09/20/05 - restraint in victory

In today's excerpt - Caleb Carr writes about the importance of NOT responding to the tactics of terror with like behavior, using the example of the post-World War II Marshal Plan, the U.S. funded effort to rebuild Germany after that war:

"The public outcry that would have been raised had Germany [been bombed with the atomic bomb] would likely have been similarly muted [as with Japan], and for the same reason: the two countries were not only terrorist states but expansionist terrorist states, and their grim fates (for firebombing was in many ways a horror equal to nuclear attack) were never considered by the vast majority of the world's citizens, and certainly not by those who had suffered most at their hands, as anything other than just.

"All of which made it only more remarkable that the United States should have decided, Germany and Japan finally lay prostrate, to rebuild both countries and make them viable nations once more. The generosity embodied in the Marshal Plan for Europe and the similar measures overseen in Japan by General Douglas MacArthur stand as the greatest acts of not only civilian but military generosity in the history of the world, as well as the greatest vindication of the argument that the tactics of terror must never be met with like behavior. For both Germany ... and Japan responded to this unprecedented decency by rejoining the community of constructive, civilized nations. America's decision to be magnanimous in victory undid a great deal of the cruel stupidity of the Allied civilian-bombing campaigns and brought both Japan and especially West Germany on board for the next great challenge that America and the West faced: that of Stalin's Russia, formerly a wartime ally but afterward an implacable philosophical and long-term foe. ...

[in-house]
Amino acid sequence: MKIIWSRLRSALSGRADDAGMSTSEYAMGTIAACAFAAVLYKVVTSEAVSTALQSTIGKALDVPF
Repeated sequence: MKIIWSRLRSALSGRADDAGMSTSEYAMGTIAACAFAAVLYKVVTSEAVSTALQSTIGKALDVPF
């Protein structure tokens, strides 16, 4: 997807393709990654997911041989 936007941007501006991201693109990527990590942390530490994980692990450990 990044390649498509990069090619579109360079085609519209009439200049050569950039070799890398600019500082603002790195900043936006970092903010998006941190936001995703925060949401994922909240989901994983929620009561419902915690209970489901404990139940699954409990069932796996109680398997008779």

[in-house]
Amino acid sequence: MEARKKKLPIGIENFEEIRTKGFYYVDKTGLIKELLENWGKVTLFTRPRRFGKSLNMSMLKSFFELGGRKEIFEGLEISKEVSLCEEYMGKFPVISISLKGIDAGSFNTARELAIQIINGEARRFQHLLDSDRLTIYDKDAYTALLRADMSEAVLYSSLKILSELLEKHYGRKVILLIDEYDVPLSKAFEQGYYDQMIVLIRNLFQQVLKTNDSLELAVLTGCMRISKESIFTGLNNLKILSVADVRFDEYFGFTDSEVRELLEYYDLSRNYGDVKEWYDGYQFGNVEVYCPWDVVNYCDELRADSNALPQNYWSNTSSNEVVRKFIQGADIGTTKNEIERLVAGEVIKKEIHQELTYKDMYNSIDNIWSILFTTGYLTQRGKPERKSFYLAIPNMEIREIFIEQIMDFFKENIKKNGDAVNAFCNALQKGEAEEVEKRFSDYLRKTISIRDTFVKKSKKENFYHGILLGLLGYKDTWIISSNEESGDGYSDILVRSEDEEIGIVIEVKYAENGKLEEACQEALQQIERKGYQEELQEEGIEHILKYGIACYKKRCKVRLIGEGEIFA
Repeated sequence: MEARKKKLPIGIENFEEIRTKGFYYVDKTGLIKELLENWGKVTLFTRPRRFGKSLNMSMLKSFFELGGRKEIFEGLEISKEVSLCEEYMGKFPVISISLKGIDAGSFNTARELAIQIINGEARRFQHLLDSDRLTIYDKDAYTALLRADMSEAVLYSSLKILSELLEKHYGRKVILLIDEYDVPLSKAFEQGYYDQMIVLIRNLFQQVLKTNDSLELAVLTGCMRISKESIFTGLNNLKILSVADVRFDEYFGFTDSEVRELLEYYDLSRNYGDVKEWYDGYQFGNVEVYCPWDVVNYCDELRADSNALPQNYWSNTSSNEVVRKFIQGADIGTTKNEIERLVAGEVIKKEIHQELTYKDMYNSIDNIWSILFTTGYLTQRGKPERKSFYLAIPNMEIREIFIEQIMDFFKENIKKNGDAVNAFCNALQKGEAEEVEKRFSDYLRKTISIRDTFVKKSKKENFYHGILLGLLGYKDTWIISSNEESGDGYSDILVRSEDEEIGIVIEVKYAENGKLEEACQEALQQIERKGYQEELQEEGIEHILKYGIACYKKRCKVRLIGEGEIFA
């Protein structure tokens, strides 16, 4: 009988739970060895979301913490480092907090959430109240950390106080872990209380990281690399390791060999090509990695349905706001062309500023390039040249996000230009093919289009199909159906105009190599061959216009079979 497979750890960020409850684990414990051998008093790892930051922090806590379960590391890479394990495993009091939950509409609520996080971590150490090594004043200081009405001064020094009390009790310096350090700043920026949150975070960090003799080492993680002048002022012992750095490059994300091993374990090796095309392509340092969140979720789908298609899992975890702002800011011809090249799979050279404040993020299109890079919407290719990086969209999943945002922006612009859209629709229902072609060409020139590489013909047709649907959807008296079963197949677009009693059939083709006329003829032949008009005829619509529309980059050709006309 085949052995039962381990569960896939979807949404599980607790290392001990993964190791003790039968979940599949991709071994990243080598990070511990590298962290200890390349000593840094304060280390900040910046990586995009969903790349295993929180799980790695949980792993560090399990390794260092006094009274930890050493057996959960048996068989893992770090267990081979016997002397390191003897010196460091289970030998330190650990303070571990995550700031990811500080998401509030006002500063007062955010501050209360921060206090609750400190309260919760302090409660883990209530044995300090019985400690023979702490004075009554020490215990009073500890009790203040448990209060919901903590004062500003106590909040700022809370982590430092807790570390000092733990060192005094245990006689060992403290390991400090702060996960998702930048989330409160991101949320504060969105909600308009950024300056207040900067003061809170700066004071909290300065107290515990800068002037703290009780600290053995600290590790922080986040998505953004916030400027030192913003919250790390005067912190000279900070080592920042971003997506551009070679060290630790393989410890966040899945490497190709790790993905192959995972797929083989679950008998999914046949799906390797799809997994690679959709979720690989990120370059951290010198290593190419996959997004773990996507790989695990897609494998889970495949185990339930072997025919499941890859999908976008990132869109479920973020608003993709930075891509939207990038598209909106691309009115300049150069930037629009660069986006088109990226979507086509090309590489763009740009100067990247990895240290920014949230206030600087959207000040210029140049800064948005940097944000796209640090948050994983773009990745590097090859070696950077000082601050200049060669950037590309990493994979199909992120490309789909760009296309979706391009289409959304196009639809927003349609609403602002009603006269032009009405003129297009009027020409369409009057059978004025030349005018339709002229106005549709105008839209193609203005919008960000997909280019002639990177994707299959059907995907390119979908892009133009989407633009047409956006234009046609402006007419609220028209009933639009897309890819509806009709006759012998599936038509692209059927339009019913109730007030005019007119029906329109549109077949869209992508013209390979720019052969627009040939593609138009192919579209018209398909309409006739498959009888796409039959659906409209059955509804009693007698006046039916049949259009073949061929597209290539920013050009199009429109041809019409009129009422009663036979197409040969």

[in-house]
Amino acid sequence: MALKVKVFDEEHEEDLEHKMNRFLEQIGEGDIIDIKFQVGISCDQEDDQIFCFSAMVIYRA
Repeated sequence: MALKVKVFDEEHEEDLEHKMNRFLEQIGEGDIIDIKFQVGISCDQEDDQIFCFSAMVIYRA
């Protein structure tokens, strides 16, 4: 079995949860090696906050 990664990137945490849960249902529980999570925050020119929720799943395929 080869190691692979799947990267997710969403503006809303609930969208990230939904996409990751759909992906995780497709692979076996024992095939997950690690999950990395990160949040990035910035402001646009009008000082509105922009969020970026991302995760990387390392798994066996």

"Postwar reconstruction ... can ... be viewed as the clearest demonstration of the most important of all lessons to be learned from the history of warfare waged against civilians - (but it has) not been incorporated into overall American military and foreign policy. Indeed, they would be almost forgotten for the next half century ... (and) fear over the spread of communism is only part of the explanation for this lapse. The larger truth is that the enlightened self-interest embodied in the embrace of former enemies - of which Lincoln had been the greatest philosophical exponent and Truman whether knowingly or not was the most important practitioner—did not fit into the American military character."


Caleb Carr


The Lessons of Terror: A History of Warfare Against Civilians


Random House


Copyright 2002 by Caleb Carr


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